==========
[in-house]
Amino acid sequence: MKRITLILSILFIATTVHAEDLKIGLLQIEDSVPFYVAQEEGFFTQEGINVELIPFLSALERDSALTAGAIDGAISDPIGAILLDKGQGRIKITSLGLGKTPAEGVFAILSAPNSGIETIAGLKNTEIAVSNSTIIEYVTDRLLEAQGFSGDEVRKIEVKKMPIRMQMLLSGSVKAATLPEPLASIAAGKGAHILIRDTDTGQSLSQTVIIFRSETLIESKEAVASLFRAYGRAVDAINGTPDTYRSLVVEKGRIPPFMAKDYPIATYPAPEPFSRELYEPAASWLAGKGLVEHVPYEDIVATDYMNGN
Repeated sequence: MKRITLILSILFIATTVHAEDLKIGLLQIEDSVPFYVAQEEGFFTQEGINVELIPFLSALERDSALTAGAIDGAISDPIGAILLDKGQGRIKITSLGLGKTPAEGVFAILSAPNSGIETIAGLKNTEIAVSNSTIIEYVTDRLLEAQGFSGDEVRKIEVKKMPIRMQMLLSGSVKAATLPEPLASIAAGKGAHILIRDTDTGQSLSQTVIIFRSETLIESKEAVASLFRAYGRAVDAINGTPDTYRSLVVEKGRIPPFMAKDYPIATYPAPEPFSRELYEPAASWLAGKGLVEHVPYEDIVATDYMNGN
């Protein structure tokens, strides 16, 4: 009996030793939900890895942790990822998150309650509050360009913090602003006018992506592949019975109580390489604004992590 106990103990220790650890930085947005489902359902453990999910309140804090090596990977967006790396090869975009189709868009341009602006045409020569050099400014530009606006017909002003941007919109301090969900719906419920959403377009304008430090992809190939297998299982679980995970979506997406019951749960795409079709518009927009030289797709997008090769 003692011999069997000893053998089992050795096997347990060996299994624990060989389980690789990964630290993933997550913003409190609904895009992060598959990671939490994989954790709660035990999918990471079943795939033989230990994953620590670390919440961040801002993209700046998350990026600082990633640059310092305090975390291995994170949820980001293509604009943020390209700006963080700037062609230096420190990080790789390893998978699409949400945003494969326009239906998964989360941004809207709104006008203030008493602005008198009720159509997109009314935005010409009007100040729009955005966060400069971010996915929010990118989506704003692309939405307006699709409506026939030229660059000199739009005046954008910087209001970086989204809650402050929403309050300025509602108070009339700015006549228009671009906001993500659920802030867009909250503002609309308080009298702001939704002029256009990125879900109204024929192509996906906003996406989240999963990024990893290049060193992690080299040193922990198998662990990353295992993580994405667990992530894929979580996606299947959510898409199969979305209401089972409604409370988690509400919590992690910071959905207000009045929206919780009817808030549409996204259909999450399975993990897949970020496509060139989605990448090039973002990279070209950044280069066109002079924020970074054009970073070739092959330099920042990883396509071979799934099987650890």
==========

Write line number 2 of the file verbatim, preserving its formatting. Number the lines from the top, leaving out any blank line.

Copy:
Amino acid sequence: MKRITLILSILFIATTVHAEDLKIGLLQIEDSVPFYVAQEEGFFTQEGINVELIPFLSALERDSALTAGAIDGAISDPIGAILLDKGQGRIKITSLGLGKTPAEGVFAILSAPNSGIETIAGLKNTEIAVSNSTIIEYVTDRLLEAQGFSGDEVRKIEVKKMPIRMQMLLSGSVKAATLPEPLASIAAGKGAHILIRDTDTGQSLSQTVIIFRSETLIESKEAVASLFRAYGRAVDAINGTPDTYRSLVVEKGRIPPFMAKDYPIATYPAPEPFSRELYEPAASWLAGKGLVEHVPYEDIVATDYMNGN